“Fully Open” After Evenwel

April 5, 2016
posted by Bob Bauer

The Court’s decision in Evenwel could not have been clearer, and indeed it was unanimous, that the Constitution does not command the exclusion of nonvoters from the base used for state and local legislative redistricting.  It was a full defeat of the appellants.  But the Court did not address the question—even tip its hand—on the question of whether states might have discretion to choose between total and eligible voting populations.  Rick Pildes correctly writes that the “six-member majority went out of its way to make clear that the question remains fully open whether states might be required to use population, rather than eligible voters.”

The key parts of this judgment are “went out of its way” and “the question remains fully open.”  In fact, the Court was rigorously noncommittal on the issue of state discretion.

In footnote 6 of its opinion, the Court notes that two appellate courts have “suggested that the choice of apportionment base may present a nonjusticiable political question.” The Court cites to the Fifth Circuit in Chen v. Houston and the Fourth in Daly v. Hunt; then leaves it at that, without further comment.  On this same point, the Court also does even not mention, much less take the occasion to put in doubt, dicta in Burns v. Richardson that “the decision to include or exclude any… group [in the apportionment base] involves choices about the nature of representation with which we have been shown no constitutionally founded reason to interfere.”  384 U.S. 73, 92 (1966).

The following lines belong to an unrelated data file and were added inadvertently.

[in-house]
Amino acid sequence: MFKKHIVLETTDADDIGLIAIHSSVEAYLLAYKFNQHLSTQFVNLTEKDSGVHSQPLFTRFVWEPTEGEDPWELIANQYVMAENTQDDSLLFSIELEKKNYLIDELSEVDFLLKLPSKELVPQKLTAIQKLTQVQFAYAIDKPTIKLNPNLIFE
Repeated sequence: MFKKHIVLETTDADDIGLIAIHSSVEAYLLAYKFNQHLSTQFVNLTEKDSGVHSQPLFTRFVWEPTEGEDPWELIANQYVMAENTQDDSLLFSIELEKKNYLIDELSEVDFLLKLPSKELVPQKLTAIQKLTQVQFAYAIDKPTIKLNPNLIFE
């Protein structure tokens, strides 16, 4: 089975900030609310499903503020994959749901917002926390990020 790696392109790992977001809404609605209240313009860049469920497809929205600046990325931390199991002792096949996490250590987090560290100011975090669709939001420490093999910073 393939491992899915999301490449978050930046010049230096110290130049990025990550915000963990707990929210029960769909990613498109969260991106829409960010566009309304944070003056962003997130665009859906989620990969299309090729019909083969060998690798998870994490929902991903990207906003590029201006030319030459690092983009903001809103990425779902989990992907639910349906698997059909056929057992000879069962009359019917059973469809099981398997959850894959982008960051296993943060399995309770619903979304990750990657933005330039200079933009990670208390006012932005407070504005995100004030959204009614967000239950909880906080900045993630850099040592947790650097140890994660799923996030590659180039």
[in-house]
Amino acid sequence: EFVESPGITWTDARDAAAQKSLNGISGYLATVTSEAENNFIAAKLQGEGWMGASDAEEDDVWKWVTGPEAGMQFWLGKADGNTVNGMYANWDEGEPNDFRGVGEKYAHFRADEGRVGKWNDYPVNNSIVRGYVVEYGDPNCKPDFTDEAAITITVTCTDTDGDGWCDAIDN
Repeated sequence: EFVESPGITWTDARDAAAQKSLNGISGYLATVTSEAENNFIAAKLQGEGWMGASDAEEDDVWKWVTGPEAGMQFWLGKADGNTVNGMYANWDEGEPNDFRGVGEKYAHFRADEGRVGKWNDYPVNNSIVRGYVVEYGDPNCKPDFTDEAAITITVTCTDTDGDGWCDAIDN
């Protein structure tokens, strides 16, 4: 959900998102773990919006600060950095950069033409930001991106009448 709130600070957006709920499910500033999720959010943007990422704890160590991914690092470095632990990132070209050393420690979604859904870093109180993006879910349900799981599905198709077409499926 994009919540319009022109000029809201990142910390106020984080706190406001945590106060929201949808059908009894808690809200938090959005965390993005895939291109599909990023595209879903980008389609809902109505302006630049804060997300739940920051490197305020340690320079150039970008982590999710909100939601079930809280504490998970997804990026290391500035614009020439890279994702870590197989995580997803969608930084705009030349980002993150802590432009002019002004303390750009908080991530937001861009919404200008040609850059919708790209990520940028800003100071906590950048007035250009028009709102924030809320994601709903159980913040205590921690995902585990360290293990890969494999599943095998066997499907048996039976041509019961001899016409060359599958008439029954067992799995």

Of course, there are always reasons for the Court to dispose only of today’s case and not to anticipate, if just a little, the next. There may be even more reason now on an eight-member Court working to avoid deadlock.  Or it could be that the Court is signaling that the question is difficult or close.  Given the nature of the principle at issue in this case—representational equality—the Court’s strict neutrality on this question of state discretion is sobering.

(Note: I and the firm with which I am associated filed an amicus brief for the Democratic National Committee that argued for total population as the constitutionally compelled method.)

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